Identity creation and the culture of contrition : reconfiguring national identity in the Berlin Republic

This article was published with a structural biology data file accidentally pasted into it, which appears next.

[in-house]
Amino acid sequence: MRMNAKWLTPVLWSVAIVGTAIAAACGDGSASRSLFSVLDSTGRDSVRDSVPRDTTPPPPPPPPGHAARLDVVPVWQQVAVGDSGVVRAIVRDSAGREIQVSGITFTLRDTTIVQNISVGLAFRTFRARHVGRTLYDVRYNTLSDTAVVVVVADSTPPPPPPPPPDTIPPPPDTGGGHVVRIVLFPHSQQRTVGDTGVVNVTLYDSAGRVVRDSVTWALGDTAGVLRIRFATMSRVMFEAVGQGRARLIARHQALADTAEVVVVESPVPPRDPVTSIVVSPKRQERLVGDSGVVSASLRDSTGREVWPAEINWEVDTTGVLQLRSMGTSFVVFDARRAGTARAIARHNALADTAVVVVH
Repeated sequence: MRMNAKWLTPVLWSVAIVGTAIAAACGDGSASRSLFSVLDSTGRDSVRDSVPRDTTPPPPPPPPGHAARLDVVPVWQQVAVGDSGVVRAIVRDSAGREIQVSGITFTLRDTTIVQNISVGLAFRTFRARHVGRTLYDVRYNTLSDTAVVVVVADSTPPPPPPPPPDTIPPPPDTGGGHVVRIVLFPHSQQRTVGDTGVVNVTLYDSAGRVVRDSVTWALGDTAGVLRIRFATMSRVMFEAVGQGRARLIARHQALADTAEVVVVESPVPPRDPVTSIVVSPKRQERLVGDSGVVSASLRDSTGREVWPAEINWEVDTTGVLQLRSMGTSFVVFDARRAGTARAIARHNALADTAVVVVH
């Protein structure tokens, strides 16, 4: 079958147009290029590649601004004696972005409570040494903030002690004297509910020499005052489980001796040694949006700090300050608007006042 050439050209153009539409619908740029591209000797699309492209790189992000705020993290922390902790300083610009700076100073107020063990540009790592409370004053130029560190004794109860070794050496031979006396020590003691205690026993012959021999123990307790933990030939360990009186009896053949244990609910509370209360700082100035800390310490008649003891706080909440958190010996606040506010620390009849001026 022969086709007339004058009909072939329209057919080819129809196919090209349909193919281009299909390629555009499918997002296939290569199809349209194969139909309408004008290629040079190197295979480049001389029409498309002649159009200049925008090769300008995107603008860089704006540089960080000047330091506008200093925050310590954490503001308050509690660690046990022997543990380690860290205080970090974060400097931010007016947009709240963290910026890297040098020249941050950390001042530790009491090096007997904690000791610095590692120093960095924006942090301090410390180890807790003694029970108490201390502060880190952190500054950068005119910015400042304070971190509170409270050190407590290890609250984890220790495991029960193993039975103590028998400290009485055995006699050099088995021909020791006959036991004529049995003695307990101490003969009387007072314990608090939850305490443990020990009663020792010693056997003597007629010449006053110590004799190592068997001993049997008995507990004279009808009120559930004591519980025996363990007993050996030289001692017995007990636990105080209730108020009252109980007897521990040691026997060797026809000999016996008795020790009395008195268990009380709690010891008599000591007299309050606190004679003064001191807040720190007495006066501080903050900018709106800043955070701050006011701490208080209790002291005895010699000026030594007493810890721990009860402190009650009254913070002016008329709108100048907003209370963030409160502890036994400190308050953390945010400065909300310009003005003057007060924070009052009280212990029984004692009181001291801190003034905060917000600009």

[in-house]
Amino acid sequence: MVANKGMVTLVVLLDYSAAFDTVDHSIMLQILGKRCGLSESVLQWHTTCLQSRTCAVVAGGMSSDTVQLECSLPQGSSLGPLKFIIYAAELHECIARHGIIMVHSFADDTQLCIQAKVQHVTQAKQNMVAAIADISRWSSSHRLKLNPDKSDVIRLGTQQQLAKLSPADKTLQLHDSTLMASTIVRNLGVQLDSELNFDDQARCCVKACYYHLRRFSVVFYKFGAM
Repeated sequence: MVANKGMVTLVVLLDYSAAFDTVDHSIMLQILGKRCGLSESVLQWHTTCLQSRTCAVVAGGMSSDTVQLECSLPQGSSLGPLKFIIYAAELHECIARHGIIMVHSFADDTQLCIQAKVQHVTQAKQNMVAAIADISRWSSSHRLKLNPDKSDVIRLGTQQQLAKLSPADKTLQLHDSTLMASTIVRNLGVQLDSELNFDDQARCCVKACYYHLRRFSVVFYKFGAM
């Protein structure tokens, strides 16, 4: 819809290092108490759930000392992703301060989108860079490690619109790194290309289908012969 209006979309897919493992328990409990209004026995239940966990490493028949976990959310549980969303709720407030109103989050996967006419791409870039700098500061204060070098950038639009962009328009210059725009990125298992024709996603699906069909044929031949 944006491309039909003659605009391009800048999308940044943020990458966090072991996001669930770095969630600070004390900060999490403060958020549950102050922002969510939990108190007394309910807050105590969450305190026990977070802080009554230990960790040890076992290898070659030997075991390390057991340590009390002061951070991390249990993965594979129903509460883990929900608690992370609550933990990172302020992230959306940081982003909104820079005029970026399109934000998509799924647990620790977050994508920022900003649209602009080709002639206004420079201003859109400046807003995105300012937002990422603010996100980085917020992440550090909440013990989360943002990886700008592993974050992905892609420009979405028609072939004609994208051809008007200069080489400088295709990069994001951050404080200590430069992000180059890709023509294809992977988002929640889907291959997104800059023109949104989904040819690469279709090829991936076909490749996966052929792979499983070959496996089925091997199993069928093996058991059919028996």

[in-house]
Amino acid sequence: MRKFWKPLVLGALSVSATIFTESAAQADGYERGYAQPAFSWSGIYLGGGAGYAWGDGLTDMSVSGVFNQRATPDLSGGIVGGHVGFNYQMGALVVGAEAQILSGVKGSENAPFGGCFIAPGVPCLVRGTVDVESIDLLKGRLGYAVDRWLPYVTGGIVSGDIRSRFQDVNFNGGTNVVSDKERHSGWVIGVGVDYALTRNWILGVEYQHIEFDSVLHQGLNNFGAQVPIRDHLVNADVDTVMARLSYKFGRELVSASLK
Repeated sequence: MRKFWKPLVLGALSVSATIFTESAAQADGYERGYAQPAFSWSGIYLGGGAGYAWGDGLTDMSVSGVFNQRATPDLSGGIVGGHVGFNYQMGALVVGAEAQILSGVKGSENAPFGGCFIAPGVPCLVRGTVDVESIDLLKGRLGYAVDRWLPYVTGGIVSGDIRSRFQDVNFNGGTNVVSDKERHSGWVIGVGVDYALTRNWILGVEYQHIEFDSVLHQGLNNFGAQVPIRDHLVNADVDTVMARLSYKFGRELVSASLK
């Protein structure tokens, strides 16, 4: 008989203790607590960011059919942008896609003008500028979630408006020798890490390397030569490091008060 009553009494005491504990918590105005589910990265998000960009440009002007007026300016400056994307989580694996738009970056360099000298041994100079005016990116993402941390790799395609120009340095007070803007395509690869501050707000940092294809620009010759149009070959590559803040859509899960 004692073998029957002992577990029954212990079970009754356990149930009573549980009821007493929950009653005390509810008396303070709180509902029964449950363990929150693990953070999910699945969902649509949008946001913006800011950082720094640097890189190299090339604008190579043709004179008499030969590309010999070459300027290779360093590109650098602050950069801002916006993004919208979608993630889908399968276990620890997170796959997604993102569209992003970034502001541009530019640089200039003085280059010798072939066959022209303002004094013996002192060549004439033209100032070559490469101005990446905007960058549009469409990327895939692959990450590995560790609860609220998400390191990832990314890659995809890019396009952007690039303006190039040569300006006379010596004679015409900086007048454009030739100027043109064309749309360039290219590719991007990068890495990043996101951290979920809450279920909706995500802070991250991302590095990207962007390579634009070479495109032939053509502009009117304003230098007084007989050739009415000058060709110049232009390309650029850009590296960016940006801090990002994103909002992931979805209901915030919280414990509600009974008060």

The thesis examines the reconfiguration of concepts of national identity in postunification Germany in three broad sections. Section one examines the discourse of identity of neoconservatives and critical thinkers between the 1960s and 1980s. Neoconservatives advocated a return to conventional national identity based upon the patriotic identification with indigenous national traditions. Critical thinkers argued for a post-national Constitutional Patriotism based upon the critical reflection of national traditions. Both these approaches are located within the context of conflictual attitudes towards the concepts of "compensation" and "emancipation" in past and present and towards the experience of the National Socialist past. Section two examines the reception of unification within the liberal conservative and neue Rechte milieu. Liberal conservatives sought to synthesise the technocratic Westernisation of the post-war FRG with a traditional national concept. Neue Rechte conservatives rejected "Western" values and perceived in the collapse of Communism the discrediting of both the "utopia" of radical social alternative and also of the Kleinutopie of civil society. The post-Cold War constellation signified for these thinkers the opportunity for a return to pre-1945 traditions of German nationalism and offered an opportunity to relativise the national socialist past. Finally, section three offers an analysis of the reconfiguration of national identity which synthesises the concern for "national" identity with the left-liberal concept of "postnational" identity. The "Westernisation" of the concept of the German nation perceived positive antecedents in the bourgeois emancipation movements of the pre-national nineteenth century. The final chapter elaborates the thesis of a "culture of contrition" for the national socialist past which formulates a radical, "post-national" identity with emancipatory aspirations. The thesis perceives in this latter discourse of "broken" identity an attempt to reconfigure a sense of national "normality" in the present which is predicated upon the acknowledgement of "abnormality" in the past.